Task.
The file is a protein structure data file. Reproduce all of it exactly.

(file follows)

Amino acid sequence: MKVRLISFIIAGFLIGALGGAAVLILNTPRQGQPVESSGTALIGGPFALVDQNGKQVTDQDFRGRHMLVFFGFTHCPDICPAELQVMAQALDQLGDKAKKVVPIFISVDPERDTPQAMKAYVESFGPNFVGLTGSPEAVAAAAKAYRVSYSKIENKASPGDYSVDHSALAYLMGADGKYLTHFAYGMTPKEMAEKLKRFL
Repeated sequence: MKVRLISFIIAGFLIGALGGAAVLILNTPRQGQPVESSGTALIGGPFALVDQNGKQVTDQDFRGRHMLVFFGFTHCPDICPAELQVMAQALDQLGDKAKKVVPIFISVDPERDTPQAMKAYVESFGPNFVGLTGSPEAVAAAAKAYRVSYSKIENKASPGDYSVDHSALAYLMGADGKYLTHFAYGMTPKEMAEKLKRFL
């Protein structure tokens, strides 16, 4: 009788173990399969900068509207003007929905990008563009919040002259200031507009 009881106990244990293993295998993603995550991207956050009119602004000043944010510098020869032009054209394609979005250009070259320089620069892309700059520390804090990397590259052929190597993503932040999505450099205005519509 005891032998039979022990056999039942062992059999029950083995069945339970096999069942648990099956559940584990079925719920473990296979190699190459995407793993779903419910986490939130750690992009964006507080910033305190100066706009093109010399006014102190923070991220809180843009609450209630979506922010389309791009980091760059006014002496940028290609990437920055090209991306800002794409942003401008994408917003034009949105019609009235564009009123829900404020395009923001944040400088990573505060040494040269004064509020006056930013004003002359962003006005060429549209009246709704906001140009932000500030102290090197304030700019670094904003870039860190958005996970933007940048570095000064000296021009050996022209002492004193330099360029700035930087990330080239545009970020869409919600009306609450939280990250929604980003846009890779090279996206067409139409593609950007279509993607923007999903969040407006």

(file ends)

Amino acid sequence: MKVRLISFIIAGFLIGALGGAAVLILNTPRQGQPVESSGTALIGGPFALVDQNGKQVTDQDFRGRHMLVFFGFTHCPDICPAELQVMAQALDQLGDKAKKVVPIFISVDPERDTPQAMKAYVESFGPNFVGLTGSPEAVAAAAKAYRVSYSKIENKASPGDYSVDHSALAYLMGADGKYLTHFAYGMTPKEMAEKLKRFL
Repeated sequence: MKVRLISFIIAGFLIGALGGAAVLILNTPRQGQPVESSGTALIGGPFALVDQNGKQVTDQDFRGRHMLVFFGFTHCPDICPAELQVMAQALDQLGDKAKKVVPIFISVDPERDTPQAMKAYVESFGPNFVGLTGSPEAVAAAAKAYRVSYSKIENKASPGDYSVDHSALAYLMGADGKYLTHFAYGMTPKEMAEKLKRFL
């Protein structure tokens, strides 16, 4: 009788173990399969900068509207003007929905990008563009919040002259200031507009 009881106990244990293993295998993603995550991207956050009119602004000043944010510098020869032009054209394609979005250009070259320089620069892309700059520390804090990397590259052929190597993503932040999505450099205005519509 005891032998039979022990056999039942062992059999029950083995069945339970096999069942648990099956559940584990079925719920473990296979190699190459995407793993779903419910986490939130750690992009964006507080910033305190100066706009093109010399006014102190923070991220809180843009609450209630979506922010389309791009980091760059006014002496940028290609990437920055090209991306800002794409942003401008994408917003034009949105019609009235564009009123829900404020395009923001944040400088990573505060040494040269004064509020006056930013004003002359962003006005060429549209009246709704906001140009932000500030102290090197304030700019670094904003870039860190958005996970933007940048570095000064000296021009050996022209002492004193330099360029700035930087990330080239545009970020869409919600009306609450939280990250929604980003846009890779090279996206067409139409593609950007279509993607923007999903969040407006």